For this discussion, read the blog entry below from www.bizcominthenews.com (Links to an external site.) for background. Then, answer the questions at the end of the blog in 250 words or so for your initial response due Tuesday 9/5. For your replies due Friday 9/8, do you agree or disagree with your peers? Why or why not?
Higher Restaurant Reviews with More Time and Distance
(Links to an external site.)An article in the Journal of Consumer Psychology (Links to an external site.) found that guests give higher online ratings to restaurants that are farther from their home and if they waited two or three months to write the review after visiting. If both criteria were met, the effect was even better for a positive review. According to the lead author (Links to an external site.), “If someone visited a Red Lobster restaurant in their home town and then in another state, he or she gave a better star rating when the restaurant was out of town.”
Researchers at Temple University studied more than 166,000 TripAdvisor reviews for their paper, “Effects of Multiple Psychological Distances on Construal Level: A Field Study of Online Reviews.” To understand why people gave higher reviews, they analyzed word choice. When people wrote about restaurants closer to home, they described details about the food and service, but when they wrote after a couple of months about their time away from home, they used more general language about their “pleasant” experience.
The image here encourages guests to write a review when they get home. Perhaps that’s not the best strategy.
- Why do you think people give better reviews when waiting to write and when writing about restaurants farther away?
- What are the implications of this research for restaurants wanting to boost online reviews? What strategies can they use?
- What are the implications for people who rely on reviews to make restaurant choices?
- Write an email to a major supplier about an office move. Imagine that you work for a T-shirt manufacturer. On March 11, your facility will move to a new location. You want to send a personalized email to your biggest supplier, Cotton Ware, to ensure a smooth transition. You are particularly concerned about this company because Harris Vinton, your main contact, is not the most responsive person.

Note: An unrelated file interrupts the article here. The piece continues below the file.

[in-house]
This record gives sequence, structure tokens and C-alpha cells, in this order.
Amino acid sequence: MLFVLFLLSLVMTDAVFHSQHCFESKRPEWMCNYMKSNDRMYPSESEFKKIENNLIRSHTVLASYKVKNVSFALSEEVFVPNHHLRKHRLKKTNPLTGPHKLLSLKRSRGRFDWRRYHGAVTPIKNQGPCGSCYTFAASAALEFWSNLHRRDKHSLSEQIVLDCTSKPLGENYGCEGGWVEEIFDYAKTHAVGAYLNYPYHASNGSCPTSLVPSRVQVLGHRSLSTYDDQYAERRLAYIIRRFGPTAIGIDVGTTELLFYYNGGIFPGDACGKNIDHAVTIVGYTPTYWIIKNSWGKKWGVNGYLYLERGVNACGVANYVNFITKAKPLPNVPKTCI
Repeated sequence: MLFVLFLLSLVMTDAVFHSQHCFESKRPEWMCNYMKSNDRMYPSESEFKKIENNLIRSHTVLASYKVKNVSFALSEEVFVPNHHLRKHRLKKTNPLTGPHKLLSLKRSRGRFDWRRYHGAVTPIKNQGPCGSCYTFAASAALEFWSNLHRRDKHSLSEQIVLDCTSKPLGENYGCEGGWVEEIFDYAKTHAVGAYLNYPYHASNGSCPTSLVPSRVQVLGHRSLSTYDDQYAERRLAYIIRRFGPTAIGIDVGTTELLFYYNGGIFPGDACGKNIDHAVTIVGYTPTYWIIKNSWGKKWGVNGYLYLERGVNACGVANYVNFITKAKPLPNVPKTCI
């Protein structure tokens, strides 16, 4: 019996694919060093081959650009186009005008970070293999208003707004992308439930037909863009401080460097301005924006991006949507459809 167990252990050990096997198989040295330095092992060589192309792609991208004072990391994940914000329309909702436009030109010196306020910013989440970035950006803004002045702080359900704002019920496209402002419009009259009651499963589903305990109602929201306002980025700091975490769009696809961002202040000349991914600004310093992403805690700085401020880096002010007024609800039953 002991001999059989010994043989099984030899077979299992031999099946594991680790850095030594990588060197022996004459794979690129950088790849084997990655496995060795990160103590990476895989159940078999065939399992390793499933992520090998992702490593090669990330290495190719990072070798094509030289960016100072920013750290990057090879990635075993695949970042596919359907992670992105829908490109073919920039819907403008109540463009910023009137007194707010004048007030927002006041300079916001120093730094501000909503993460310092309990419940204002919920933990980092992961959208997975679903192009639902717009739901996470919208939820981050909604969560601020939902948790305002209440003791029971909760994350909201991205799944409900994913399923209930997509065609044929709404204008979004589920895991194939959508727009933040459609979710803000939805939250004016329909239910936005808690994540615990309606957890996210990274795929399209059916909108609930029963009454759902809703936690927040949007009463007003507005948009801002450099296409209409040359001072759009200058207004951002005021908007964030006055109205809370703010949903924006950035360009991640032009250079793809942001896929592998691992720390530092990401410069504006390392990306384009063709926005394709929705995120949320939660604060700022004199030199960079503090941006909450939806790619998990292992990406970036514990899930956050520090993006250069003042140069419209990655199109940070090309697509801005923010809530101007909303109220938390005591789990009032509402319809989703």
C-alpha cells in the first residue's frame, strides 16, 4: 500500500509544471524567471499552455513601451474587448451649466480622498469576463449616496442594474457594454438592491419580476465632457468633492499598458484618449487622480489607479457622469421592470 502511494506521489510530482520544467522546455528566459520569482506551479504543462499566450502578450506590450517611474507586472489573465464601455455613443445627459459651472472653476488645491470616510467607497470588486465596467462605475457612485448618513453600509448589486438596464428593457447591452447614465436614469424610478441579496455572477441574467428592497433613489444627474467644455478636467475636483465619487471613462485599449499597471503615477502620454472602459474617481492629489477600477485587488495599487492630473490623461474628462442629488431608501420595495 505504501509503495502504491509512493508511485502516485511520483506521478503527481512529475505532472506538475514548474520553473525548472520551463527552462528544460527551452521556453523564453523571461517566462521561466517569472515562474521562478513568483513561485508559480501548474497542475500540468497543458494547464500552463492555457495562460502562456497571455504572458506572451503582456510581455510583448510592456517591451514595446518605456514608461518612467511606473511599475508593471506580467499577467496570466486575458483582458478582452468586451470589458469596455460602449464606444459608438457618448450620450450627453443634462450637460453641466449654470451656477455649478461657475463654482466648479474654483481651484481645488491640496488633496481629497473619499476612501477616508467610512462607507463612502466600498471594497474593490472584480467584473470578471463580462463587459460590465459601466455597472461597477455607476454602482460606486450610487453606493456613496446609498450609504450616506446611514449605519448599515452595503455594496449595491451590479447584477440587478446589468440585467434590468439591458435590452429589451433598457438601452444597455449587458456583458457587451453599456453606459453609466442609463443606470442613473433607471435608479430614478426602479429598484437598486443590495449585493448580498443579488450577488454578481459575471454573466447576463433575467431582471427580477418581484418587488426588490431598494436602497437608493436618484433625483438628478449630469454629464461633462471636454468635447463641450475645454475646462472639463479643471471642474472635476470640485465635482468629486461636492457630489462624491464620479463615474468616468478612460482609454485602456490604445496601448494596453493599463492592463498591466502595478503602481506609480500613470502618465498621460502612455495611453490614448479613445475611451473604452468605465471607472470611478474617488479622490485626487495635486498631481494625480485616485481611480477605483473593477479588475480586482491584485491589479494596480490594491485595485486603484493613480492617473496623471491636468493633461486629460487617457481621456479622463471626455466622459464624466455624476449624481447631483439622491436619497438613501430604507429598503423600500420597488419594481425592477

Write an email to Harris explaining your move and asking him to hold shipments between March 5 and 12 to ensure that nothing is lost in the interim. You may invent the new address, phone number, and other details. To make sure that Harris gets the message and complies with your request, find a way to politely ask for a response. How can you make sure that nothing gets shipped to the old address after March 4?
- Write an email to employees about new security procedures. Imagine that you work for a news organization. Because of recent bomb threats to your building, facility management will implement new security procedures. In the past, employees would walk to the elevators freely, but starting two weeks from today, employees will have to swipe ID cards to get access to the elevators.
Write an email to employees explaining the rationale for the new procedure, where to get an ID card, and how the process will work. Invent whatever details you believe employees will need in order to understand the change.
- Respond to a request for information about school. Imagine that you receive an email from a student at your former high school, asking you about life at your college. Read the message below, and then write a response.
From: Penny Garzon
Subject: Questions About College Life
Hello _______________, I’m a sophomore at ________________ high school, and I’d like to know more about __________ [college or university]. You might remember my sister, Marguerite Garzon, who graduated with you. She went to Ohio State University, but I’m looking at other options.
- Will you please tell me how you like school and answer a few questions for me: How difficult is the work? Is the workload much more than what we have in high school? Is it manageable if I also have a part-time job during school?
- How accessible are the instructors at your school? Do they have time for you one-on-one?
- What’s the social life like at your school? Are fraternities and sororities popular? What do people do for fun?
- Does your school have a debate club? I’m on the debate team in high school, and I’d like to join a club in college. What are my options?
Thanks for giving me your perspective. This will help me make a decision about whether to apply to your school.
1. Identify and explain the three parts of a direct organizational message.
2.What types of positive/neutral messages might you have to write in your chosen field? Why? My career field is Doctor in Anesthesiolist
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